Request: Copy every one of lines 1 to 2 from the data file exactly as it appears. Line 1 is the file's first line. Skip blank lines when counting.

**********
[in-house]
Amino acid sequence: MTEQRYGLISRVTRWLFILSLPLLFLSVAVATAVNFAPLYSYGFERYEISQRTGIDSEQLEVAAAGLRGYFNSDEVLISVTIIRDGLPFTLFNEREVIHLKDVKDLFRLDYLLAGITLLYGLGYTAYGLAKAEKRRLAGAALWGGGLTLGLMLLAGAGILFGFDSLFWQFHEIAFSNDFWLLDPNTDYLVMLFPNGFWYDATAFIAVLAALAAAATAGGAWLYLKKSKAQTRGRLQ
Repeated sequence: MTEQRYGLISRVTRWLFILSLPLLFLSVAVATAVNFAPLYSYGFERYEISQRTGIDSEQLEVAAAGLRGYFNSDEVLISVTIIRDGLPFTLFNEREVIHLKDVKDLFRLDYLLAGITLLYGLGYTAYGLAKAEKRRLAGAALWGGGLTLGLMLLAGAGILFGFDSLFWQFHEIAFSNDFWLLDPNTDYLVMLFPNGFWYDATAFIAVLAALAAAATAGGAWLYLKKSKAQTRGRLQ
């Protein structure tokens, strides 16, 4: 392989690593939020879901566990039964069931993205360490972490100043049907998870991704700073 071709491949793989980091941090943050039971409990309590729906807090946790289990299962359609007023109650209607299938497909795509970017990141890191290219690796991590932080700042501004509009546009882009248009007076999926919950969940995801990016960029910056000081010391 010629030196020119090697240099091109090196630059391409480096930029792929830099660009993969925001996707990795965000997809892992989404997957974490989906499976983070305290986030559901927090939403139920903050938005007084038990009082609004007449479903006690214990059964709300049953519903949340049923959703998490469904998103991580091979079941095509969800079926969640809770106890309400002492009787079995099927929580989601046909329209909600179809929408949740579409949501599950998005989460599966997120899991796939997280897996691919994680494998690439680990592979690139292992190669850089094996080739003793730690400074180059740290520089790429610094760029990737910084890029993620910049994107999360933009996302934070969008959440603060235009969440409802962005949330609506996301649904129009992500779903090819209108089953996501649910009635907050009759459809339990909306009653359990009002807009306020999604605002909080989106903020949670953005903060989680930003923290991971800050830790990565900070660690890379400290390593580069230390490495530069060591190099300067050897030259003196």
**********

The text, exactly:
[in-house]
Amino acid sequence: MTEQRYGLISRVTRWLFILSLPLLFLSVAVATAVNFAPLYSYGFERYEISQRTGIDSEQLEVAAAGLRGYFNSDEVLISVTIIRDGLPFTLFNEREVIHLKDVKDLFRLDYLLAGITLLYGLGYTAYGLAKAEKRRLAGAALWGGGLTLGLMLLAGAGILFGFDSLFWQFHEIAFSNDFWLLDPNTDYLVMLFPNGFWYDATAFIAVLAALAAAATAGGAWLYLKKSKAQTRGRLQ